I learned about Dime Box, Texas from reading one of my favorite books titled: “Blue Highways” written by William Least Heat-Moon. The uniqueness of the name Dime Box stayed with me. Upon researching the town’s history I decided that if love went wrong I would drive across the “Blue Highways” of Texas to ease my pain and spend some time in Dime Box, drinking coffee and kicking back with kind-hearted, down-to-earth folks. There are those in Dime Box, Texas I now call “friends.’


Dime Box, Texas

Location: 50 miles East of Austin, Texas

Population: 400

Settled: 1830 by Stephen F. Austin’s colonists.

Originally called Brown’s Mill and was changed to Dime Box because the name Brown’s Mill was too close to the name of Brownsville in south Texas which was confusing to the postal service.
     Name: The name Dime Box came about because many locals often used a large, wooden box to forward and receive mail, or order small items from a carrier on horseback traveling to nearby Giddings, Texas. The residents would leave a dime in the box as payment for the postal pickup.
     The town of Dime Box was on the national stage in 1945 as the first town to have 100percent participation in the March of Dimes campaign.
     Dime Box still offers residents a sense of roots and normalcy, pride in a unique history, and a chance to tell visitors about their unusual name.

Information Courtesy of:
Ms. Jean Davis
The Dime Box Heritage Museum
P.O. Box 174
Dime Box, Texas 77853

Difficult, Tennessee
Difficult Tennessee is located at M-15 on your Tennessee highway map about 15 miles north of Route 40 and the town of Gordonsville, Tennessee. Difficult, Tennessee sits above the Cumberland River. Gordonsville, Tennessee is situated between Nashville, Tennessee and Cookeville, Tennessee.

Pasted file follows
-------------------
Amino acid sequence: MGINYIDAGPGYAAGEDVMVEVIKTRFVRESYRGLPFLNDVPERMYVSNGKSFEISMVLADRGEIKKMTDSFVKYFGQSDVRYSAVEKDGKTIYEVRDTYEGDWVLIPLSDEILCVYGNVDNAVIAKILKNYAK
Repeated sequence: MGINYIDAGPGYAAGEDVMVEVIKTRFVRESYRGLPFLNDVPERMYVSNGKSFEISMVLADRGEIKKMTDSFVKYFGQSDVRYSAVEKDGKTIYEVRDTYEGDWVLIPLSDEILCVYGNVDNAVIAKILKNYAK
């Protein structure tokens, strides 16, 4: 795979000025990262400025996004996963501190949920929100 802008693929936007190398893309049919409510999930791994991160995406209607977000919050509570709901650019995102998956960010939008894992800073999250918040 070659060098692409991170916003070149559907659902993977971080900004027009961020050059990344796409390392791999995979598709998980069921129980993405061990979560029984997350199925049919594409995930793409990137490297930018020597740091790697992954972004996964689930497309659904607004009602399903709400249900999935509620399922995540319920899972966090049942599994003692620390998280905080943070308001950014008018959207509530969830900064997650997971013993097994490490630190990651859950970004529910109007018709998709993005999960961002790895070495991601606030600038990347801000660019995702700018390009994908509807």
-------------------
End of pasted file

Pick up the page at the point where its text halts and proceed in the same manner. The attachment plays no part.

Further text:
Song Histories yet to come

Greatest Surprise
Caffeine & Country Music
Day Light’s Burnin’
Sold Down The River
Come Out and Dance

Individual Song Histories for the Blue Ridge Dream CD

Song: Blue Ridge Dream • References

Chin-que-pin • Chincapin, Chinkapin, (Ching´ke pin) N

l.  A shrubby Chestnut, Castanea Pumila, of the beech family, native to theSoutheastern United States, having toothed, oblong leaves and small brown,edible nuts. 2.  1605-15 American, Virginia    Algonquian - chechinquamins

The nuts are difficult to locate, almost impossible to shell due to the piercing spikes, therefore, they are considered a treasure.

Song: Buford Reference
Buford Kegley is the well know radio DJ for the 100,000 watt WBRF-FM
in Galax, Virginia. He has been the morning radio personality for the area for 32 years and is an active performer and host of local Country Western events.

Song: Cheap Date Reference
Cheap date is a play on words relating to the old ideas of what a man wants from a woman and what a liberated woman wants from a man.